Newcomer by Keigo Higashino Newcomer by Keigo Higashino
Translator: Giles Murray
Narrator: P. J. Ochlan
Series: Kyoichiro Kaga Series #8
Published by Macmillan Audio on November 20, 2018
Source: Library
Genres: Mystery
Length: 9 hrs 38 mins
Format: Audiobook
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four-stars

Detective Kyoichiro Kaga of the Tokyo Police Department has just been transferred to a new precinct in the Nihonbashi area of Tokyo. Newly arrived, but with a great deal of experience, Kaga is promptly assigned to the team investigating the murder of a woman. But the more he investigates, the greater number of potential suspects emerges. It isn’t long before it seems nearly all the people living and working in the business district of Nihonbashi have a motive for murder. To prevent the murderer from eluding justice, Kaga must unravel all the secrets surrounding a complicated life. Buried somewhere in the woman’s past, in her family history, and the last few days of her life is the clue that will lead to the murderer.

I have been a fan of Higashino’s for years, but the order his books are translated into English seems rather haphazard. Thankfully the ones I’ve read have all been able to stand on their own, including Newcomer.

The newcomer is Detective Kaga, who has been newly transferred to the district. He is investigating the murder of a divorced woman who lived by herself, also a relative newcomer to the area. Kaga is like Sherlock Holmes in a way, picking up on the tiny, seemingly insignificant clues, but he’s friendly and nice and puts people at ease. And he doesn’t have a sidekick. He works with others in his department, but only when he needs to, he does his best work when he’s on his own.

This is a puzzle-type mystery. We have an odd assortment of clues and a large batch of potential suspects, but no good, solid possibility. The way the book is set up is a bit unusual. Each section features a specific business owner or workers in the area. Each has a connection with the murdered woman, and Kaga works his way through everyone’s story until he finally gets to the truth. Each piece is compelling in its own way, and the characters all discover a little something about themselves or others, that gives them a fresh perspective. It’s a traditional mystery, no violence, no gore, the kind of novel I prefer in all honesty.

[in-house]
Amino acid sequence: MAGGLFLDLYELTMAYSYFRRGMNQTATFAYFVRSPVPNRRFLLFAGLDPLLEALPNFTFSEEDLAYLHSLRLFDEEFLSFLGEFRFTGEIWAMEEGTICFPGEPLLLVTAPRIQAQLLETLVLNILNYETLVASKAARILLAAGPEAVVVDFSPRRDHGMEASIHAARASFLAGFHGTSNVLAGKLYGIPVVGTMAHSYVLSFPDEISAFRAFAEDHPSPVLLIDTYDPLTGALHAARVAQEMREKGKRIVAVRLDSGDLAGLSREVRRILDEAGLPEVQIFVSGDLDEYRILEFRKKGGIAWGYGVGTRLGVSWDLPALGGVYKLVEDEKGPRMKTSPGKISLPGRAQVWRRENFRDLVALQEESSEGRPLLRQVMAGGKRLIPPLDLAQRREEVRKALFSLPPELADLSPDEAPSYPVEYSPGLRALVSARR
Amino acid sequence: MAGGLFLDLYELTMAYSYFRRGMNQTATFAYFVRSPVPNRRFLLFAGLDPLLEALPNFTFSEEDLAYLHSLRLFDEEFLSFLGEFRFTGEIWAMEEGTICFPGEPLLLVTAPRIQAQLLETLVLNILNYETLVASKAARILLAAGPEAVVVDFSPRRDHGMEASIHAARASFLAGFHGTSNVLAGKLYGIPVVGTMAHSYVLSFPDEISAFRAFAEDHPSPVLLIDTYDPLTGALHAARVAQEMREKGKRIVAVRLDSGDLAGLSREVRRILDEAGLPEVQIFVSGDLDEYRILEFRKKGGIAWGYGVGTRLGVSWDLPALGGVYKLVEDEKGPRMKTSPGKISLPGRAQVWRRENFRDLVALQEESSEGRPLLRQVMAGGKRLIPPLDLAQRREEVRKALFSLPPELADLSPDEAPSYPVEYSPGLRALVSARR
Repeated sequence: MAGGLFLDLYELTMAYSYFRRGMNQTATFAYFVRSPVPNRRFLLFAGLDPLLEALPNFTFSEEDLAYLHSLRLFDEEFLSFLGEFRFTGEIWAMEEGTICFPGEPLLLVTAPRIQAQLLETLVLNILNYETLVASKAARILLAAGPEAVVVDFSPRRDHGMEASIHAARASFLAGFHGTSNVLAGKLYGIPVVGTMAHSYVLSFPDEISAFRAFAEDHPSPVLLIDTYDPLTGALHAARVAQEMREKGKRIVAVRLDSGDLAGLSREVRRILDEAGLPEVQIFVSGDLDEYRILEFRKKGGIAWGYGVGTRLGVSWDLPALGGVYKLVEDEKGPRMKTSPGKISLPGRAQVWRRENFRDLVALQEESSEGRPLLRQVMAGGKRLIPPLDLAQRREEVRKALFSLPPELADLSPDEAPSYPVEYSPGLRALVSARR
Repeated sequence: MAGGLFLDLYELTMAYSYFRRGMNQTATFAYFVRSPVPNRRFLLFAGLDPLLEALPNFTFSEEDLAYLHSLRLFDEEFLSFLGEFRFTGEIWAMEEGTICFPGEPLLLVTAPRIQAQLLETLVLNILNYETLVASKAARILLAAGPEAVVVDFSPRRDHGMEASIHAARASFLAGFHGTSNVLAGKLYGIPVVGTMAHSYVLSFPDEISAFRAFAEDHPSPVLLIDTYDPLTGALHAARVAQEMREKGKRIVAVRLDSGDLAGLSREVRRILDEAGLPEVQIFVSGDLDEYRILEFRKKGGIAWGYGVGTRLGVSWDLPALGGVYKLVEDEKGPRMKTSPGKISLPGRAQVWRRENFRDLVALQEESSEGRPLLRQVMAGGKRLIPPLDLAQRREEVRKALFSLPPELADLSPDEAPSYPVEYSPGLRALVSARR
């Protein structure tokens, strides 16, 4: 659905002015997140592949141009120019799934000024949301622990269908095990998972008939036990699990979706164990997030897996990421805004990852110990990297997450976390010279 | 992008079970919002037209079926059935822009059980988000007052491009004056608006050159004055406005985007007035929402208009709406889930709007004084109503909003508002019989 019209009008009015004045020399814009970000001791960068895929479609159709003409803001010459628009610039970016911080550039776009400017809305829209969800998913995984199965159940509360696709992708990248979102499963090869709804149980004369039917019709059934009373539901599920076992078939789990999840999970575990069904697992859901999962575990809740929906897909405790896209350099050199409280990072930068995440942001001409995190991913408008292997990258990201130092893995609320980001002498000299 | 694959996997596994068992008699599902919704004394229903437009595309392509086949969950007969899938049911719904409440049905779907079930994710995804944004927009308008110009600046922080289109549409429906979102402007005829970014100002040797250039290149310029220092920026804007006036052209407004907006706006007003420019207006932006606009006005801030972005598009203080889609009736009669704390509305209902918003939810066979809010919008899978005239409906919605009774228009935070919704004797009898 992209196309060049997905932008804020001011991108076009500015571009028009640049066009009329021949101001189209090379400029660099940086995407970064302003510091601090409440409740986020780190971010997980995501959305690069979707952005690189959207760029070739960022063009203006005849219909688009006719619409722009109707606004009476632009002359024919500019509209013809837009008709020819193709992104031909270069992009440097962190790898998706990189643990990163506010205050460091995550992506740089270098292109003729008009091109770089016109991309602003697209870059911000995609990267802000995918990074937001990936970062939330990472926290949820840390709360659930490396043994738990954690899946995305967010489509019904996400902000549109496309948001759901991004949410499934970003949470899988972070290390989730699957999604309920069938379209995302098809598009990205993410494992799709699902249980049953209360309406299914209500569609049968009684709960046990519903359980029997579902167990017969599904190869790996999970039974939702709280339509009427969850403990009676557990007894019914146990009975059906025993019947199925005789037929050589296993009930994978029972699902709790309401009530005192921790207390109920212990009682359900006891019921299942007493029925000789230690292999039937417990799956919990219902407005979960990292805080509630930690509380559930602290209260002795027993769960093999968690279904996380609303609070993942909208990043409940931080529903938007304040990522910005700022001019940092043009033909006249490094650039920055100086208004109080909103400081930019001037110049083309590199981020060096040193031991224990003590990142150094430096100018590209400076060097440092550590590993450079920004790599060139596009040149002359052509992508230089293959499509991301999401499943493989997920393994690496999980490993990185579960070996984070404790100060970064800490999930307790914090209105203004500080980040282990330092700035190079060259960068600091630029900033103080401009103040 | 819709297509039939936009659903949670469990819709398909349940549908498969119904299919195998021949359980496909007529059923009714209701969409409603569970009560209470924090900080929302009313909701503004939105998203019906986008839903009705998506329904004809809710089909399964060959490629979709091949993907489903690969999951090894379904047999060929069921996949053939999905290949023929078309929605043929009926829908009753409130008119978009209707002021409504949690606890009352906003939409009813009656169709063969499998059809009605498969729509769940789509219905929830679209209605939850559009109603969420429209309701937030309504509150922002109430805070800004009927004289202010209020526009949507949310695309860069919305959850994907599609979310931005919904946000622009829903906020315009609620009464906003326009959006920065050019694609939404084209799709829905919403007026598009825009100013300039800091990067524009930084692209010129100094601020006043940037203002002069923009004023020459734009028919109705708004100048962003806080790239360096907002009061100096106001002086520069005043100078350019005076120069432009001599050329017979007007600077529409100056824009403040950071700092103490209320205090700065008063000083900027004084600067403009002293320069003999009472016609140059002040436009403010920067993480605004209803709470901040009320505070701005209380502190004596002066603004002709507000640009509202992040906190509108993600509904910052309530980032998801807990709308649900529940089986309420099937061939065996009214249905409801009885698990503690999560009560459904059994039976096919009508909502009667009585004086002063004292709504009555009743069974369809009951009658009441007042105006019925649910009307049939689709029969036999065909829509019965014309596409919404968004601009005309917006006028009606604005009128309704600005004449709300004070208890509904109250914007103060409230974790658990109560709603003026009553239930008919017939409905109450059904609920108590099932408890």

This counts as 4 pts in the COYER Treasure Hunt  (a book with just half a face on the cover).

About Keigo Higashino

Born in Osaka, he started writing novels while still working as an engineer at Nippon Denso Co. (presently DENSO). He won the Edogawa Rampo Award, which is awarded annually to the unpublished finest mystery work, in 1985 for the novel Hōkago (After School) at age 27. Subsequently, he quit his job and started a career as a writer in Tokyo.

In 1999, he won the Mystery Writers of Japan Award for the novel Naoko, which was translated into English by Kerim Yasar and published by Vertical Inc. in 2004. In 2006, he won the 134th Naoki Prize for The Devotion of Suspect X (Yōgisha X no Kenshin). The novel also won the 6th Honkaku Mystery Award and was ranked as the number-one novel by Kono Mystery ga Sugoi! 2006 and 2006 Honkaku Mystery Best 10, annual mystery fiction guide books published in Japan.

The English translation of The Devotion of Suspect X was nominated for the 2012 Edgar Award for Best Novel and the 2012 Barry Award for Best First Novel.

He writes not only mystery novels but also essays and story books for children.

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6 Comments

  1. Mae Sander

    Thanks for the very interesting review — I didn’t know about this book, but I’ve read other books by HIgashino, and seen the film Devotion of Suspect X as well as read the book. I must add this to my list!

    best… mae at maefood.blogspot.com

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